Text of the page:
As someone who has played casually over the last 15 years of Magic
’s existence, I have watched the game evolve drastically through the years, particularly in terms of its mechanics and cost/power ratios. Starting with Akroma, Angel of Wrath
, who was essentially a game winner, and continuing with Kamigawa
’s Umezawa's Jitte and Ravnica
, cards have been increasingly powerful, leaving some of the classic cards and mechanics that made the early days of Magic
so fun. While I appreciate progress, and yes, the game must change with time, many pre-existing card abilities could be revitalized and reintroduced by Wizards of the Coast with little development effort. To this end, our metagame has begun to dust off and retool some of the most outdated mechanics in order to give our libraries reaching back to Revised
a little air.
Before you naysayers begin to flame me and this article, remember that this is not a completely new idea; Wizards has been going back to edit rules in favor of newer sets for years. I used to love playing Nicol Bolas
and swinging hard when my friends already had him on the board. However, with Kamigawa
’s change in the legend rule, the strategy of waiting till an opponent played a well-known legend and dropping yours on top of it went the way of the Old Fogey
. We adapt though, and so when we discussed revisiting some old cards and trying to resuscitate classic mechanics our primary concern was to try to help the modern game without creating “broken stuff”. Here are some of the mechanics we have altered for our metagame with success:
– I know a lot of people on eM
have nothing but contempt for what many call the most confusing mechanic of all time, but with a little TLC, Banding becomes something which becomes useful again without being overpowered.
Moving away from the original ruling which stated that “bands” were actually nothing more than attackers or blockers that could be assigned damage by the player who initiated either, we have modified Banding to mirror the role of Equipment in more recent blocks. Under our revised rules, any creature with Banding does two new things when banding: 1) the banding creatures essentially equip onto each other to create a new “creature/band” and 2) it shares any non-activated abilities with its “band” (such as protection or first strike). Example: If Beloved Chaplain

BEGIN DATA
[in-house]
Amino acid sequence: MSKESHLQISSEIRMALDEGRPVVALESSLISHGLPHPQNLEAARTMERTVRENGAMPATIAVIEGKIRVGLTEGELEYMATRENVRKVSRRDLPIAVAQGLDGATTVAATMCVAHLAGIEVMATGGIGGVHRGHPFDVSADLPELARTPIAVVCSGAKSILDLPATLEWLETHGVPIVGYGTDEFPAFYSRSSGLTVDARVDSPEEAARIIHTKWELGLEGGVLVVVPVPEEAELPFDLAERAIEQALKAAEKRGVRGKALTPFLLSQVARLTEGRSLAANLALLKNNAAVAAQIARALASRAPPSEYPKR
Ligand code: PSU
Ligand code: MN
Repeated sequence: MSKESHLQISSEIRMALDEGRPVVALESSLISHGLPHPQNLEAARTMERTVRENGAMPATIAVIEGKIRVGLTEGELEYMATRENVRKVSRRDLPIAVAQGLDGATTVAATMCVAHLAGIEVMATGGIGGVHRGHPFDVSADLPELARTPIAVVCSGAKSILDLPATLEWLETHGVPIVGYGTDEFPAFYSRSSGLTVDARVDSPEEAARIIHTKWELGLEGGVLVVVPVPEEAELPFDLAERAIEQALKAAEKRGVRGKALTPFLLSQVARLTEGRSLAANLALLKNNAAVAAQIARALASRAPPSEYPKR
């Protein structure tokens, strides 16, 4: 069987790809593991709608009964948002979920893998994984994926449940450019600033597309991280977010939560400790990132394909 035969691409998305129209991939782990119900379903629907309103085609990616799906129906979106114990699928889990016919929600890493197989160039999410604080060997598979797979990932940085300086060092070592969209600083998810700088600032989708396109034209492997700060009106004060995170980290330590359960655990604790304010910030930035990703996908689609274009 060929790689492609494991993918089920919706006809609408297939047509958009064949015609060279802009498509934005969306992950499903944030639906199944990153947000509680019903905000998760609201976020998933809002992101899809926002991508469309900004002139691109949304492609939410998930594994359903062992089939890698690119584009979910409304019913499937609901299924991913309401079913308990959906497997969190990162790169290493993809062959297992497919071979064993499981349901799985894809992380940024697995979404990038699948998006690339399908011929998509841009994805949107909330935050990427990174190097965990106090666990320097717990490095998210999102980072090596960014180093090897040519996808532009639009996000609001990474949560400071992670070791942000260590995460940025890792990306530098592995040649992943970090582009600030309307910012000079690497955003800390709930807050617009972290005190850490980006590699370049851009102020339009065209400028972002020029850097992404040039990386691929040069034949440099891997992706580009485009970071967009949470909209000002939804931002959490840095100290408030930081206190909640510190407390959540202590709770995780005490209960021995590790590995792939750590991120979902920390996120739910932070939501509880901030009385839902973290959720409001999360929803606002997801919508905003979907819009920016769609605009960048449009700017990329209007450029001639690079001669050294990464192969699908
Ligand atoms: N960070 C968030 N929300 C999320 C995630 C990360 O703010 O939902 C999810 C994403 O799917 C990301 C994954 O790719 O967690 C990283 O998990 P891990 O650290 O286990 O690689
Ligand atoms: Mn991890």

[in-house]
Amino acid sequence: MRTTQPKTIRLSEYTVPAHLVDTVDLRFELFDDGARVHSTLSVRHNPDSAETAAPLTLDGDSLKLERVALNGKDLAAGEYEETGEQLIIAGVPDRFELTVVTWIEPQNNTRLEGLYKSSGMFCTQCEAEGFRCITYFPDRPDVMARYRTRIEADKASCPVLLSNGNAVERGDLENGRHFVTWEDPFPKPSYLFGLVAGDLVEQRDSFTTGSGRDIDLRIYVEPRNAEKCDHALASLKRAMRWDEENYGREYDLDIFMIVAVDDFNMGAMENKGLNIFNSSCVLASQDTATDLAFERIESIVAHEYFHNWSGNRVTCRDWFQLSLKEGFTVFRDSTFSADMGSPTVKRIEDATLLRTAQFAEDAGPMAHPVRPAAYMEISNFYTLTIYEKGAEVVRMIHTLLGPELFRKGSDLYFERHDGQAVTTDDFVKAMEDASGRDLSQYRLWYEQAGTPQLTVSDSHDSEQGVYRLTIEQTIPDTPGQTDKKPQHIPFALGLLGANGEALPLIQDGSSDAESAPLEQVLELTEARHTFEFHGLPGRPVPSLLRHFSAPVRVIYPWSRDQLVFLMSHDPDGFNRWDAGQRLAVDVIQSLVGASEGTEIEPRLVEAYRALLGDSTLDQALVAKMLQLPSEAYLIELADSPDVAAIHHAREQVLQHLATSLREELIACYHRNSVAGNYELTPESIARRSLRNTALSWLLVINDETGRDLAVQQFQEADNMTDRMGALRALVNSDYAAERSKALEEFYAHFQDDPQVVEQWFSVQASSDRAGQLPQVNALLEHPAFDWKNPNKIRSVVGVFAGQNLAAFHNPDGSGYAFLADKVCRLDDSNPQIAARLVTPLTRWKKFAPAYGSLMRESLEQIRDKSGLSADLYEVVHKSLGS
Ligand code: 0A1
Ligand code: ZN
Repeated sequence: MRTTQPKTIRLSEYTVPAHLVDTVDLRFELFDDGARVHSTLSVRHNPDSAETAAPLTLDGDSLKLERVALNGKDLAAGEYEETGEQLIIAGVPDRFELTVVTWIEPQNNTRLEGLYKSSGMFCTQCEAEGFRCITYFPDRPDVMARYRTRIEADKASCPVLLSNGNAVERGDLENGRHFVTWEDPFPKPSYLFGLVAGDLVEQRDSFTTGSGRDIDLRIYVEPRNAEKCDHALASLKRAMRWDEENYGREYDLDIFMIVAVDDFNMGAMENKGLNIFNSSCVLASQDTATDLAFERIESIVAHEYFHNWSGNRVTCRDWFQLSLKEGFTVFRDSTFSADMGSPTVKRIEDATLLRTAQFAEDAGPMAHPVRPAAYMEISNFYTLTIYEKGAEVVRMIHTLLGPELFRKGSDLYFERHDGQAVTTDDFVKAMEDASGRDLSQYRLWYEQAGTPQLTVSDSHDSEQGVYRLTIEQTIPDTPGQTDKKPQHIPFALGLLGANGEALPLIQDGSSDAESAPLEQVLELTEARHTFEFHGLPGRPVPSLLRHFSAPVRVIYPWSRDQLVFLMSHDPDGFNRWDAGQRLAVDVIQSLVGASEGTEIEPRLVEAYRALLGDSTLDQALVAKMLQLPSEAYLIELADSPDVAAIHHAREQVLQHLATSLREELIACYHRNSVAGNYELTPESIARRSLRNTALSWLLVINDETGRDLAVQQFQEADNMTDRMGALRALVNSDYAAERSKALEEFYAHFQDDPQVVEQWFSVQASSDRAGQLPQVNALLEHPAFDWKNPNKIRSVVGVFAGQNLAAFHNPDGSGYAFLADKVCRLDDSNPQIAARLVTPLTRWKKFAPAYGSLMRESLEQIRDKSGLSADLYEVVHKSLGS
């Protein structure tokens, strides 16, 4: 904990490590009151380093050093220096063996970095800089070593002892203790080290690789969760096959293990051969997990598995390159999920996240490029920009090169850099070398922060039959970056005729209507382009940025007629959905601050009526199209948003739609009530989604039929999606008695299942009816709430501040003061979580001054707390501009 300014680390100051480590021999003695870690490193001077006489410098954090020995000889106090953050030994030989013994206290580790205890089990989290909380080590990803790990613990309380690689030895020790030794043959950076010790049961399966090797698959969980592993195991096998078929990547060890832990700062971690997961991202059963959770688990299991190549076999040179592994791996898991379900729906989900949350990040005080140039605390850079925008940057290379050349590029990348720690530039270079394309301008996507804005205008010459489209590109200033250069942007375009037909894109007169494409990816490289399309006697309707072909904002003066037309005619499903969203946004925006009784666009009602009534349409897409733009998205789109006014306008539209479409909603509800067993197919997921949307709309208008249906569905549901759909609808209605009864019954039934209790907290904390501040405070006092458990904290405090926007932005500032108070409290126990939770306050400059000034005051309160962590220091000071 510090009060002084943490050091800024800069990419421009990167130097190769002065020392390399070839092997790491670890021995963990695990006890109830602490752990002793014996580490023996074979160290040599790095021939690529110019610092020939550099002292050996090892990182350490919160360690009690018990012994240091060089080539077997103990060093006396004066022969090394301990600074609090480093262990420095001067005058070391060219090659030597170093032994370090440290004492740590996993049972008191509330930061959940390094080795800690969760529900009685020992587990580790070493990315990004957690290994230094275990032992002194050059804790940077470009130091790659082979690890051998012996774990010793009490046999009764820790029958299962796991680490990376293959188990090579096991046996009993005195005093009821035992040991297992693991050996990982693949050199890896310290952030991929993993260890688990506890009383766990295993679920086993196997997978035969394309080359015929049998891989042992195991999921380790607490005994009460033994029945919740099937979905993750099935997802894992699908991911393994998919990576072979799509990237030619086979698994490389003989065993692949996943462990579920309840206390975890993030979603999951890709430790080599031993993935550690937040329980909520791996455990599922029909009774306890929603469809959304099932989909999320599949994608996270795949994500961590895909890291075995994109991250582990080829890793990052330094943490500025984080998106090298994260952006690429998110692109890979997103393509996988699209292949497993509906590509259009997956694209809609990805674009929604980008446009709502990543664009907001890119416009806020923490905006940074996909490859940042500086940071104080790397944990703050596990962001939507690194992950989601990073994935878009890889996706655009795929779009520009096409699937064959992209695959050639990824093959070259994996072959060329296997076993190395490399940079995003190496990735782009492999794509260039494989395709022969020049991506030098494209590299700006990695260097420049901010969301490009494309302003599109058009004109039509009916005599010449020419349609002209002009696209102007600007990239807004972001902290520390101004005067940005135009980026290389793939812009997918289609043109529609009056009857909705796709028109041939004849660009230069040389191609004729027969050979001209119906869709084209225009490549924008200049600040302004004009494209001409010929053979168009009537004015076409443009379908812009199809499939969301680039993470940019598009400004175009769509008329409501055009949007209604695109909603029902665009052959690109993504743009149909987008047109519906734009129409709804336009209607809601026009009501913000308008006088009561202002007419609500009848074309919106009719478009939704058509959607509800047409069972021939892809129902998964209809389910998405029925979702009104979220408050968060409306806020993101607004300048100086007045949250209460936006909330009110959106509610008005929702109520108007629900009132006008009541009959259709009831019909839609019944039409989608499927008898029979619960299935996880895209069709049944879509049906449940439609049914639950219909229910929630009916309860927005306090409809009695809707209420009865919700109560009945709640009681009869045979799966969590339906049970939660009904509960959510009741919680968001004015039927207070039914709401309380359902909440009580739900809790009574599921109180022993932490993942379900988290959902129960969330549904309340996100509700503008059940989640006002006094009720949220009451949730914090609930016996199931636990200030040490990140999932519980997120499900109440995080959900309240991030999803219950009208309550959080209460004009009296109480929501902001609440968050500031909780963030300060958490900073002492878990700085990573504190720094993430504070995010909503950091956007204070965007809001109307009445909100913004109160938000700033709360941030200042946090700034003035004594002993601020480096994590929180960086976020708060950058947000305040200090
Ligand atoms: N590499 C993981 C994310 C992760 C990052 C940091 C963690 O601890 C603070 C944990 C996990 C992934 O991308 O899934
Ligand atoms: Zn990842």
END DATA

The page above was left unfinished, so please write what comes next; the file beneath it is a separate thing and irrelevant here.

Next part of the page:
band, they create a new 2/2 creature with First Strike and Protection from Creatures. Now this isn’t overly powerful for several reasons. First, in this last example you have essentially halved the number of creatures you have in play. Second, each creature in a band can still be individually targeted by spells or abilities, just like Equipment. Replace the Chaplain from the last example with Birds of Paradise
. You now have a 1/2 flyer with First Strike and the ability to tap for one mana of any color, but at the cost of two mana and two cards. On a side note, I enjoy using this new version of banding in samurai decks….
– Another one of those abilities that hasn’t seen real play in a long time. Now according to the ruling on Phasing, any abilities that trigger when a card “comes into play” aren’t triggered by Phasing, so putting Teferi’s Curse on Rishadan Brigand
is really pointless unless you are interested in a weak flyer that will only be around every other turn. However, we have changed the rule so that “when creature comes into play” abilities do
trigger when a permanent phases into play. Using this strategy, a number of cards and deck ideas are generated; couple this modified rule with cards like Avalanche Riders
, Merchant of Secrets
, Cloudchaser Eagle
, or Chittering Rats
and you can have some really cool combinations. I realize there some loopholes that can be exploited here, but browse around eM
for more than five minutes and you’ll find decks that create infinite mana loops through simpler methods. Again, mix this rule into a Hell's Caretaker deck for wicked control….
One more limitation we put on Phasing was that in Multiplayer, a permanent only phases in on your
turn. This was an important amendment when you consider that if you are playing a four-person game and run the Rishadan Brigand
/Phasing combination it is completely overpowered. In one rotation, every one of your opponents will have paid
or sacked a permanent at least twice… ouch. Hence our rule for Phasing reads “permanent is removed from play at the end of turn and returns to play during your upkeep.” It seems to be balanced so far.
– Though not a mechanic, when I play with newer players they sometimes ask “Didn’t the mulligan rule used to be different?” Ahh… the good old “no land/all land” mulligan. Why not combine the best of both worlds? On those rare occasions that we play really competitively amongst ourselves and the draw really matters, we observe both the modern and older rules of the mulligan. If you have all lands or no lands, shuffle and redraw without penalty. Otherwise, a mulligan costs one card from the starting hand. Simple, effective, and accounts for those little fluctuations in probability that surround games involving cards or dice.
Again, the purpose of this article to simply get people to look a new way of combining the new and the old. So many Vintage
decks are the same combinations with very minor changes on which cards are played, but by revisiting a few of the outdated rules and making sensible changes, you can create whole new combinations integrating spells from newer blocks. With that said, take a look at some of those ideas which were developed for a block and forgotten due to being under- or overpowered and adjust accordingly. As Captain Ramius from The Hunt for Red October
said (and yes I just dated myself), a little revolution, now and then, is a healthy thing.